Flying for a Virtual Airline

What is a Virtual Airline?
A virtual airline simulates the operations of a real airline, but with only one real component: the pilot. The pilot is given a choice of flights to fly, flies them on their flight simulator, and reports their flights. A virtual airline also acts as a community for flight simulator users worldwide. At, pilots can fly flights of any of our virtual airlines. Below you'll learn how to fly for using a sample flight from Continental Virtual.

1. Selecting a Flight
a. Most useful pages at a virtual airline are under the Operations menu. Use the Destinations page to look at route maps and decide what flight you wish to fly.
In this sample, you'll fly Continental's Houston Bush-Honolulu route.

b. Go to the Flights page. Some virtual airlines will have timetables on the site, while most will require downloading a timetable program. If so, follow the "Instructions" section to pick your flight.
Continental Virtual uses the SkyTeam Timetable, so you should download this and then search for flights from Houston Bush to Honolulu.

c. Look through the timetable and select your flight.
You'll be flying Continental Flight 1. Note that some flights listed are other possible routings to fly between Houston Bush and Honolulu, but not other nonstop flights between the two cities.

d. Note down the arrival and departure information, the flight number, and the aircraft type.
At the time of writing, Continental Flight 1 departed Houston Bush at 0935 local time and arrived in Honolulu at 1405 local time, flown with the aircraft code "767."

e. Whenever a timetable program is used, the aircraft code should be checked against the Flights page.
At Continental, the "767" code refers to the 767-400ER, which should be used to fly this flight.

2. Preparing to Fly
a. The scheduled aircraft type must be used when flying a flight, so you should download the necessary files (aircraft) and any others you wish to use (panels and sounds).
In this case, the files needed can be found on the 767-200ER/400ER page at Continental Virtual.

b. Install the aircraft into your simulator using the instructions included in the files.
If you have never installed add-on aircraft, panels, or sounds before, please read our Aircraft Installation Tutorial (FS2004/FSX), Panel Installation Tutorial, and Sounds Installation Tutorial.

c. Determine where at the origin airport to start your flight.
The Destinations page offers links to terminal maps for many major airports (Honolulu, Houston Bush).

d. Start your simulator and create a flight to match the scheduled information.
In this case, the simulator time should be 0935 local time (or slightly before), departing from the appropriate terminal in Houston Bush, and using the Continental 767-400ER. Some flights only occur on certain days of the week, so the date in the simulator should match this.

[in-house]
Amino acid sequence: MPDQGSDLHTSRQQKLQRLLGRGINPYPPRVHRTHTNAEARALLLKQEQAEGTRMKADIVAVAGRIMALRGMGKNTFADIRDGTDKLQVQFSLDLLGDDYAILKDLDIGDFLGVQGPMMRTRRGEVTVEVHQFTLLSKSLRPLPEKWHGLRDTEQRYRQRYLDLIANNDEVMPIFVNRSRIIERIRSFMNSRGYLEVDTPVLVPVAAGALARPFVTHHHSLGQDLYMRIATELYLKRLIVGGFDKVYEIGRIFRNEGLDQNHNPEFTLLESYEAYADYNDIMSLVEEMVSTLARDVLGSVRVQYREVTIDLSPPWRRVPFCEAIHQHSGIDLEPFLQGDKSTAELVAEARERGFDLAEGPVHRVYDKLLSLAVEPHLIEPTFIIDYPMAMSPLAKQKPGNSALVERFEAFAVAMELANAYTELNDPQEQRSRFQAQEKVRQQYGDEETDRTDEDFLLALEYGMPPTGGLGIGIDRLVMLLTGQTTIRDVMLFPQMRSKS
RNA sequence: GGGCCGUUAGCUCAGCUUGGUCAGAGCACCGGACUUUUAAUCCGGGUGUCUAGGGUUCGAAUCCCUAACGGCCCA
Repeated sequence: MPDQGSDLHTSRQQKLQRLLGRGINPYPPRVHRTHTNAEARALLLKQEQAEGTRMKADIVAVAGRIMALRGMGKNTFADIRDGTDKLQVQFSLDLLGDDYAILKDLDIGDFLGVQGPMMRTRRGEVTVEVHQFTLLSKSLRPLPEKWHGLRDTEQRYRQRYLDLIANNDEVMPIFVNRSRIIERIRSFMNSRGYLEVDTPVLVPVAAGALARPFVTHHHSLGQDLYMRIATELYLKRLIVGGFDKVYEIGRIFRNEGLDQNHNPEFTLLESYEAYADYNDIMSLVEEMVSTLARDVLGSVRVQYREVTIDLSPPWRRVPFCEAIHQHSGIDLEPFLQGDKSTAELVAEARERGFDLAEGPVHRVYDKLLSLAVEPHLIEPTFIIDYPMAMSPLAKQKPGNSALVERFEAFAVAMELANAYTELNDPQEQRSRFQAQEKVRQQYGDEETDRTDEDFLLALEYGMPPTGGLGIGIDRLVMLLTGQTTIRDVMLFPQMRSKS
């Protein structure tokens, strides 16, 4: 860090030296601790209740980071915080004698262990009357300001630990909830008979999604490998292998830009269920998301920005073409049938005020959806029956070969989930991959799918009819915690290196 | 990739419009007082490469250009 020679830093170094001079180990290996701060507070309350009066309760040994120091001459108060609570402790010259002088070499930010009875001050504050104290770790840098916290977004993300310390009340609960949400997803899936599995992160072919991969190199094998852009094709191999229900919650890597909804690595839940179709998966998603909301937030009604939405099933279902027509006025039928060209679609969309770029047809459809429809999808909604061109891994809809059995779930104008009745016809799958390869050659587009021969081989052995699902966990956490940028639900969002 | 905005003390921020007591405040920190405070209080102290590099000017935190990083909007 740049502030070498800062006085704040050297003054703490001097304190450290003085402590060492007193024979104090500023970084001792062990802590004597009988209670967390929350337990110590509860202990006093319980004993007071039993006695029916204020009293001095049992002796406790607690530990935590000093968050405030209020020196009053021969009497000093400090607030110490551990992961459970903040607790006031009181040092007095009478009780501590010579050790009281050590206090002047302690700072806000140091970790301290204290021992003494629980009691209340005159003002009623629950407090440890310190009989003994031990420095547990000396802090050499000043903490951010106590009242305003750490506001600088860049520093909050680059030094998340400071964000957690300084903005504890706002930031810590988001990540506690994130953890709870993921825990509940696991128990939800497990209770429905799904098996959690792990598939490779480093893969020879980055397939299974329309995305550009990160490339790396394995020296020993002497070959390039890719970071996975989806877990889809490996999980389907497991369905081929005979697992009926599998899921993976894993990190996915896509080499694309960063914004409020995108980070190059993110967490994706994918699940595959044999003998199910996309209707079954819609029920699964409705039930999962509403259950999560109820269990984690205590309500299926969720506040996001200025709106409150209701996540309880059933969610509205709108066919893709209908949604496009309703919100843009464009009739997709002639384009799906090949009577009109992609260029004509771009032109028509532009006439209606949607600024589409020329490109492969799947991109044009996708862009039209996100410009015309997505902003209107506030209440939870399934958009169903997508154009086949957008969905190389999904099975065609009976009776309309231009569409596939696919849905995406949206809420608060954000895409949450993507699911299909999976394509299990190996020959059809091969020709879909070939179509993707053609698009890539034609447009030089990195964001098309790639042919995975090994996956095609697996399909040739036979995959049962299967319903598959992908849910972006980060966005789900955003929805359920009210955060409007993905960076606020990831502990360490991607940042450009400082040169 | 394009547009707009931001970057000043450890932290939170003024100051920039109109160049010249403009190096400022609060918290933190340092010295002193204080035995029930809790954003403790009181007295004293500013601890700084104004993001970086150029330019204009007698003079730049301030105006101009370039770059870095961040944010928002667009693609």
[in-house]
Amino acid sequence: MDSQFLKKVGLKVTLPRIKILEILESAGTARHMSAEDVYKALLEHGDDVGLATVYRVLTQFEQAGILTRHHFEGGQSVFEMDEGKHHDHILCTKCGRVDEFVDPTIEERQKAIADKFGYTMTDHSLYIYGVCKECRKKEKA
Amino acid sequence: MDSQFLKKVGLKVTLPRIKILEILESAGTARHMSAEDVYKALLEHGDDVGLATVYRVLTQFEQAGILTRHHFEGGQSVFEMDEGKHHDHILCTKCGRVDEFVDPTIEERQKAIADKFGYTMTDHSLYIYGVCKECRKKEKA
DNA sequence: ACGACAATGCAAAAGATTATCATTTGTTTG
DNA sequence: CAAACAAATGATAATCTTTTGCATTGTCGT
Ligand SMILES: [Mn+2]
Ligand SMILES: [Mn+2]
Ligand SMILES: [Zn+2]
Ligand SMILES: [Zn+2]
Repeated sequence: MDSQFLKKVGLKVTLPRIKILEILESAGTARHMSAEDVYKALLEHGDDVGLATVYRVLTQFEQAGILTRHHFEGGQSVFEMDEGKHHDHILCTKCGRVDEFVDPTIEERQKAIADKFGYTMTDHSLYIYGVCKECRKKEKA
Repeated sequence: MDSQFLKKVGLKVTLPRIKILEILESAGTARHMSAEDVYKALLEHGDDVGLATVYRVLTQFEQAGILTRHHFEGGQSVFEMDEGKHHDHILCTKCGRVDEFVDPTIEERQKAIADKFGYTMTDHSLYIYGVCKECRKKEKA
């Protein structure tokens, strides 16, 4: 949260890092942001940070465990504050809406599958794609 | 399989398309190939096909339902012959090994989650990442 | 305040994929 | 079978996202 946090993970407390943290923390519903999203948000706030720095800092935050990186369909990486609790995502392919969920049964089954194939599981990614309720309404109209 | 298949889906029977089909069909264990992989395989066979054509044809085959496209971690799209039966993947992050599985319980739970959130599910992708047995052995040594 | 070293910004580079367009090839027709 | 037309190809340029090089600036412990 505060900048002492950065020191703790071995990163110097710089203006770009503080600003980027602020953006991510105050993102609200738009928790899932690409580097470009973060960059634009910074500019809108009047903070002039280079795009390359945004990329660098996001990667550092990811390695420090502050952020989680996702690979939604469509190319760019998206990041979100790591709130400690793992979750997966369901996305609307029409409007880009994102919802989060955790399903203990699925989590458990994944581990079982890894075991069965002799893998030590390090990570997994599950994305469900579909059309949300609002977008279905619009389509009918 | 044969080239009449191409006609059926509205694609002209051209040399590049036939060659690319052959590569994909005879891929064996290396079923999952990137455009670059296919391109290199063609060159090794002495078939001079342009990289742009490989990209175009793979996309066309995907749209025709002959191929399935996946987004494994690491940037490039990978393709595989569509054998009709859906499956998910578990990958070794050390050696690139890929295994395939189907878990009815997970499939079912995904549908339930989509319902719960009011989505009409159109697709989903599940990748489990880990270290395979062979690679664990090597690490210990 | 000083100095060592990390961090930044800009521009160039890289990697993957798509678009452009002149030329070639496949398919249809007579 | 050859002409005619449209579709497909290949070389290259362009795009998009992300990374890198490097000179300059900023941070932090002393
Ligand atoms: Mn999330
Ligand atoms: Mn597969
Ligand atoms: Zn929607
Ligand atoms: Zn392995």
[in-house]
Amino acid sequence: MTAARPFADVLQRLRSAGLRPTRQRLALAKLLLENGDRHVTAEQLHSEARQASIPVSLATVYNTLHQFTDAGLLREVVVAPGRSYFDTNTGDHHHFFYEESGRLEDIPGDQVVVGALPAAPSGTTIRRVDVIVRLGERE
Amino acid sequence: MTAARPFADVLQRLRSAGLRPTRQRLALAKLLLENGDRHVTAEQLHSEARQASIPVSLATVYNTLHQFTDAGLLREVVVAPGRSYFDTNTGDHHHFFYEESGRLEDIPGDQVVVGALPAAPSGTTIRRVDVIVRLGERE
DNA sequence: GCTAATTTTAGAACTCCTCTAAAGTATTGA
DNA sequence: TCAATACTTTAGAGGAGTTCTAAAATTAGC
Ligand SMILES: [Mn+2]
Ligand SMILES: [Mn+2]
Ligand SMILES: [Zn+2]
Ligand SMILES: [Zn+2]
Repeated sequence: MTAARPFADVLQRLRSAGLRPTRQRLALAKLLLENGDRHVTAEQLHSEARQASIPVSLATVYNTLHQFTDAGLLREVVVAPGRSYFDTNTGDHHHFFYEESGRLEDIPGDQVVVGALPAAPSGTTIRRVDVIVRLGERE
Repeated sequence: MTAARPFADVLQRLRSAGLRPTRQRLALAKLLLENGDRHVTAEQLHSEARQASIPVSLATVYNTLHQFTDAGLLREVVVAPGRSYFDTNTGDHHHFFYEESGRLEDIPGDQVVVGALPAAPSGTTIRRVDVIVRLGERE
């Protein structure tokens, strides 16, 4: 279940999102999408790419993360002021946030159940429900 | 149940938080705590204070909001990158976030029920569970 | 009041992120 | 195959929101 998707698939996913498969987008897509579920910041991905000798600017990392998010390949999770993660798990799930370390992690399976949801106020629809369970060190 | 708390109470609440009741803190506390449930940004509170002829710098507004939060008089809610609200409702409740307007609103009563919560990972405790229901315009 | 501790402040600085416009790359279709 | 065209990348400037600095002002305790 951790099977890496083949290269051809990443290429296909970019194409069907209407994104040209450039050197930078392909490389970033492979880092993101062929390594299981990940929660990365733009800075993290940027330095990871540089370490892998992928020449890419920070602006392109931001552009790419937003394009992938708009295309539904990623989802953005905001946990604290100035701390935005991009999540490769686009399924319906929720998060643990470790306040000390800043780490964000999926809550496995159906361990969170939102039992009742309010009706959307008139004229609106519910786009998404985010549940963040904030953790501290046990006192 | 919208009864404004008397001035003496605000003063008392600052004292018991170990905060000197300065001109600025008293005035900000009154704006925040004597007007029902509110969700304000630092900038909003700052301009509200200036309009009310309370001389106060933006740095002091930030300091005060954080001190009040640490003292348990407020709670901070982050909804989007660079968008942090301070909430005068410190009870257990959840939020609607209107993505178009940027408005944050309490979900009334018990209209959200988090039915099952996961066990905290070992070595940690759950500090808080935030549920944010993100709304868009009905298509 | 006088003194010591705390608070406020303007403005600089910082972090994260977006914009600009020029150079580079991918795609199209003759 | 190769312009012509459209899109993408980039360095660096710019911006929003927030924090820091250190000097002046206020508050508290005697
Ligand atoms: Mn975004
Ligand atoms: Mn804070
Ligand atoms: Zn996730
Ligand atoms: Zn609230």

3. Flying and After the Flight
a. Flights must be flown at the same time and date in the simulator as scheduled, and with the same aircraft type.
Flights not flown at the appropriate time or with the scheduled aircraft will not be accepted.

b. All flights must begin and end at the gate, or ramp where appropriate.

c. Pilots may accelerate the simulation rate when at cruising speed and altitude and with the autopilot on, but to no more than 4x.
We recommend but do not require flying using online ATC. A list of networks is available in the Pilot Manual., and a tutorial is available here.

d. After completing a flight, go to the PIREP (Pilot Report) page through that virtual airline's website.
You will need to have applied to and have had your application approved before you can file a PIREP.

e. PIREPs should be filed with the arrival and departure times in the simulator, in 24-hour time and local time.
If you departed from Houston Bush slightly late (0938 local) and arrived in Honolulu slightly early (1401 local), you would enter 0938 and 1401 in the PIREP. If a flight is unusually early or late, or if the flight was flown several times, that should be noted in the comments. If a mistake is made when filing a PIREP, a corrected one should immediately filed, with the comments noting that it is a correction.

f. Each flight segment (one takeoff and landing) should be reported in a separate PIREP.
Continental Flight 1 continues on to Guam, so if you wanted to fly this as well, you would file two PIREPs, one for Houston Bush-Honolulu and one for Honolulu-Guam.

g. You will be assigned a pilot ID number and added to the roster after your PIREP has been approved.
It can take a few days before your PIREP is processed, so you can file additional PIREPs before you receive your pilot ID number.

Please be sure you have read our Pilot Manual before applying. If you have technical questions about getting started, please consult our Frequently Asked Questions.

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